Set in the desert towns of West Texas, “Hell or High Water” is a bank heist movie that blooms like a cactus flower: colorful in its characters, organic in its plot progression, and beautiful despite its prickly environment. Like its locale with its undercurrent of “black gold,” its caper is just as sleek and slick. “Hell or High Water” is a film so complete that I don’t think I’ll see a better one this year.
“Hell or High Water” opens with a bank robbery. Two brothers, Tanner and Toby Howard (Ben Foster and Chris Pine) drive to a local Texas Midland bank branch shortly after 8 a.m.; the town’s deserted streets reflect the recession. Clad in baggy clothes and makeshift ski masks, Tanner and Toby patiently await the bank manager’s arrival. Tanner (Foster), just released from prison, is helping his brother Toby (Pine) collect the $46,000 needed to save the family ranch- Texas Midland will acquire the ranch in a few days for recently-unemployed Toby’s non-payment of reverse mortgage fees. Their plan is simple: hit a few of the local Texas Midland branches early before customers arrive, collect no bills over $20 that can be traced, launder the money at an Indian reservation casino, and use a few different and disposable getaway vehicles. With Tanner’s expertise and street smarts, Toby gets some of the money he needs from their first bank job. After a few more successful early-morning raids, they begin to get closer to their goal.
Without a bigger bank’s sophisticated surveillance or a major city’s formidable police force, the only real obstacle for the Howard boys is U.S. marshal Marcus Hamilton (Jeff Bridges). Days away from retirement, Marcus is an old pro and local Texan himself. Investigating the robberies, he’s quick to assess the Howard boys: they’re smart in grabbing untraceable low-denominational bills; their haul dictates they’re after a certain amount of cash. Marcus is also wise to the robbery pattern involving Texas Midland- this is personal. Following his hunch, Marcus and his partner Alberto (Gil Birmingham) lie in wait near a local Texas Midland bank branch for the Howard boys to appear.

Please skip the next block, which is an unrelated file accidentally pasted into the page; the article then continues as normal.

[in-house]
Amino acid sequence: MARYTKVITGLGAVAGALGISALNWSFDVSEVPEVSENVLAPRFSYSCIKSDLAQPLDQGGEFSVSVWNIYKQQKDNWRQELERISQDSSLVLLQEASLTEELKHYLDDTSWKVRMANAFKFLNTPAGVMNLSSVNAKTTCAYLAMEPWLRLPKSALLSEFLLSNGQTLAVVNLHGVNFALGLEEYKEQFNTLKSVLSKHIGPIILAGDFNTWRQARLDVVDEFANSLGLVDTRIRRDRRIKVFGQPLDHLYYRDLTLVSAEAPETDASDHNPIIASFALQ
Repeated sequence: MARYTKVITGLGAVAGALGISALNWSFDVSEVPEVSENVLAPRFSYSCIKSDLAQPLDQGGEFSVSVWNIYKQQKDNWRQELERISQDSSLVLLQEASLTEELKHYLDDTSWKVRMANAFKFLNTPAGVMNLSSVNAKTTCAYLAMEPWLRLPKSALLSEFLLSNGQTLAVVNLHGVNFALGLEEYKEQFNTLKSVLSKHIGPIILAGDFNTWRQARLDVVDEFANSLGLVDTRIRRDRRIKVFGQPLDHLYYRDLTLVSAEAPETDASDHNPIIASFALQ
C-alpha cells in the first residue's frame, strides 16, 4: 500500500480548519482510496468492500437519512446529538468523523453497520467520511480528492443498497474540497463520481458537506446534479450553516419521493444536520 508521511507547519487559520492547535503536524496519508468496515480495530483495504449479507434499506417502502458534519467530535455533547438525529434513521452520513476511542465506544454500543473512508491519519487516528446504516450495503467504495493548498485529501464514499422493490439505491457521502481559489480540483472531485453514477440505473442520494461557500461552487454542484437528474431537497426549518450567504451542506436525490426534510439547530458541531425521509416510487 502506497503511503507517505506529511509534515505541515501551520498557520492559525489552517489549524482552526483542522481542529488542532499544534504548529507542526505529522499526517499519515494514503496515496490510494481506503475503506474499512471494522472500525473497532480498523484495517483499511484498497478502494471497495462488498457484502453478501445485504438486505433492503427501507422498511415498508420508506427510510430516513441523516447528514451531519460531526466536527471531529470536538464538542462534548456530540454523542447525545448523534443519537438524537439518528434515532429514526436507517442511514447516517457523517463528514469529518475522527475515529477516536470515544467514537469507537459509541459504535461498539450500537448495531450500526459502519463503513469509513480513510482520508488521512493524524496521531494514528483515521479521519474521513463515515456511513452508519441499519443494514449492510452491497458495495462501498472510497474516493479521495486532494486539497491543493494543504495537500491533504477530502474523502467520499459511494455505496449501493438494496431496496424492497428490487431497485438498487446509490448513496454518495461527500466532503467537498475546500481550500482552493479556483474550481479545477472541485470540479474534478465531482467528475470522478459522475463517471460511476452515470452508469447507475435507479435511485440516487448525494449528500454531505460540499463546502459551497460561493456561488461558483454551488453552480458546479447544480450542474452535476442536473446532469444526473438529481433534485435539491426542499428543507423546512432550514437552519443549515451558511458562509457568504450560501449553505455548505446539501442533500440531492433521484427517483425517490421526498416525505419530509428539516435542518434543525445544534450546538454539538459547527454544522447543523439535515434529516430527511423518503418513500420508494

Time may be a pressing factor, but not in “Hell’s” locale of West Texas. The lack of people milling around in the morning as the Howard boys perform their stick-ups may define the slow pace of the South, but speaks more to the lagging American economy. Seemingly removed from a quick response-time by the earliness of the hour, the robberies are also aided by the lack of social media and cell phones- they’re not a factor when no one’s around. Waiting is the real game in “Hell or High Water” and the film benefits from it; we’re allowed to know more about its characters without the rush of a quick-tempo cat-and-mouse chase.
Each scene of the film brims with colorful characters- people who still believe in the American dream even though America has seemed to have forgotten them. Their qualities range from fiercely loyal to family (as evident in the Howard boys’ escapade) to a strong sense of law and order (in bystanders brandishing firearms to impede a Howard boys’ hasty midday getaway) to an internal racism bred through local generations (Marcus is quick to poke fun at his partner Alberto, whose Native American and Mexican ancestry provides fodder for Marcus that only Marcus finds amusing). These fully-fleshed characterizations can be credited to writer Taylor Sheridan, whose similar talent in crime drama can also be seen in last year’s “Sicario,” and make “Hell” a unique throwback to films where our interest lies more in people than predicament.
The casting and acting of “Hell’s” lead parts is perfect. As the Howard boys, I never doubted Ben Foster and Chris Pine could actually be brothers- similar looking enough to pull off the appearance and different enough in behavior to complement their solidarity, their scenes together display a fraternal bond that never seems forced. Foster plays Tanner with the cocky security of the bad boy who knows the angles and wants to use his skills for the one remaining good his help can offer his brother in securing the family ranch. Pine impresses as Toby, whose practical planning of the robberies and calm demeanor mask an imploding imperative to do right for his estranged sons by offering them the home security he and his brother never had. But it’s with Jeff Bridges that I really felt affected by “Hell’s” Texas setting and in the film’s slow-paced style and richness of characters.
Forty-five years ago, Bridges starred and was nominated for a supporting actor Oscar in Peter Bogdanovich’s “The Last Picture Show.” Also set in West Texas, the film depicted high schoolers coming of age while the town around them slowly died in a bad economy. Written by Larry McMurtry, “Last Picture” also featured richly-detailed characters. Bridges’ roles in “Last Picture” and “Hell” seem to bookend one another- in both films, he is forced to deal with characters whose lives are being upended: as “Last Picture’s” graduating senior Duane, what to do with his future; as “Hell’s” Marcus, how to leave behind his working past. With their similar locales and strength in their supporting casts, finding that cinematic mirror between these two films just makes Bridges’ performance in “Hell” that much more special.
They say everything grows big in Texas; my admiration for “Hell or High Water” confirms it.